Stages in Mediation
Before the Mediation
It is helpful to the mediator if each party prepares a briefing note which summarises their case. This is supplied to the mediator, but can also be exchanged with the other party. The document sets out the party’s view of the nature of the dispute, any concerns and possible stumbling blocks. It should focus on expectations and it should be as brief as possible, preferably not more than two to three sides of A4. It may be submitted by email. If there are any relevant documents that would be helpful for t he mediator to see these should be supplied with the note. Documentation should be kept to a minimum, although it may help to have a full set of papers on the day for your own reference.
Please feel free to provide any confidential information to the mediator which you consider may assist at this stage. It will not be disclosed to the other party without your agreement.
Please not that it is important that each party attending the mediation has full authority to settle the case and this will be checked with all the parties. The mediator should also be informed of any offers to settle and/or negotiations (and the stage reached) that have taken place to date.
Agreement to Mediate and Fees
Before the mediation, the parties will be asked to sign an Agreement to Mediate . This protects the parties and the mediator, especially in respect of confidentiality and the without prejudice nature of the meeting.
Fees must be paid by close of business two days before the date of the mediation or as otherwise specified on the invoice .
The Mediation Meeting
The dispute can be resolved by a face – to – face mediation, or, often in lower value cases, by telephone mediation. Part of the preliminary discussions between the parties is to determine the most suitable type of mediation.
The Conclusion of the Mediation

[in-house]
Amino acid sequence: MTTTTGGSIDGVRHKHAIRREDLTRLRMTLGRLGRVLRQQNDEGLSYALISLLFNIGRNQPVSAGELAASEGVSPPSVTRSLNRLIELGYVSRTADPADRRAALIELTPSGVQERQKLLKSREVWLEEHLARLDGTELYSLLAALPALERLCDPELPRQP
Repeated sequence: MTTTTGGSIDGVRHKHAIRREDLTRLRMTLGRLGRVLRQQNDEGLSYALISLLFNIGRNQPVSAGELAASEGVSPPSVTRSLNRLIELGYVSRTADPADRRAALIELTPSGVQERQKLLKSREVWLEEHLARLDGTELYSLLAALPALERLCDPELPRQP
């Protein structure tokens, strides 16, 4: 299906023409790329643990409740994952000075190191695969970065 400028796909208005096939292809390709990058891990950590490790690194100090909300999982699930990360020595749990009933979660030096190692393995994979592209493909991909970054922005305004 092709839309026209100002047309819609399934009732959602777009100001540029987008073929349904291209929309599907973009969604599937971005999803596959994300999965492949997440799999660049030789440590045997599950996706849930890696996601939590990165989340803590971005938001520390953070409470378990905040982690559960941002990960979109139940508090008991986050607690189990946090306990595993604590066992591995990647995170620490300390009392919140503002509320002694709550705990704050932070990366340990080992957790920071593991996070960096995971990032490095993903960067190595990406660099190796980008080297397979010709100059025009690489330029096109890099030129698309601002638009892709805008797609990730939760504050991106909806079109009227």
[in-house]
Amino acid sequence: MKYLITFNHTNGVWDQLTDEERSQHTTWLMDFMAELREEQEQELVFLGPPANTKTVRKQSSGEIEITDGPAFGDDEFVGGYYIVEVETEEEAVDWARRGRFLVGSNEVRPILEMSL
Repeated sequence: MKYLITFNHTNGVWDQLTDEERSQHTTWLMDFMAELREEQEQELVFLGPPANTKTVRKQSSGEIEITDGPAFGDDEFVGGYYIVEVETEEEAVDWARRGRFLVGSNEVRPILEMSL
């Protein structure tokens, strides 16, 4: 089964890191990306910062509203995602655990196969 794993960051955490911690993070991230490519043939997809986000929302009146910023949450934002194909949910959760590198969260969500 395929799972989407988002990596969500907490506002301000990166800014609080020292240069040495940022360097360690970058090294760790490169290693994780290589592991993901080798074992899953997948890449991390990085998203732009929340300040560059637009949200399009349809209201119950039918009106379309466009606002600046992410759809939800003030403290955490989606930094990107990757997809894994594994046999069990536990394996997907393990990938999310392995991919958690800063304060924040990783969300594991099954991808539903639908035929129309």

Once an agreement has been reached the parties will be asked to translate it into a formal document ‘The Mediation Settlement Agreement’ which when signed will be binding on each party. If their legal advisers are not present, parties are asked if they wish to consult with their advisers before signing any binding document. If necessary, following the mediation , the settlement agreement should be lodged with the court as soon as possible.
Follow up after the Mediation
Sometimes agreement is not reached at the end of the allotted time. The time available can be extended by the parties by mutual consent, or adjourned to another day. On those occasions when parties are close to settlement but an impasse is reached t he mediator will seek to follow up the case after the mediation , as this can often lead to settlement within a few days. In any event after the mediation the mediator will ask the parties to complete a feedback form.
Memorandum of Understanding
In some disputes a Memorandum of Understanding , or set of agreed Guiding Principles , can be drawn up which would either enable the parties to resolve the dispute without the need for a formal document; or as a means of allowing further discussion between the parties which might lead to further mediation and/or the signing of a settlement agreement or other suitable contract.
Parties are always encouraged to consider seeking legal advice if they have not already done so. Mediators must remain neutral and refrain from providing legal advice to either party unless absolutely necessary.
The Court’s Position.
Courts normally encourage mediation as an alternative to trial. Judges can enquire if any effort has been made to resolve the dispute through dispute resolution including mediation. They are also known to direct mediation prior to listing for trial.
For further information or a no obligation discussion please contact us.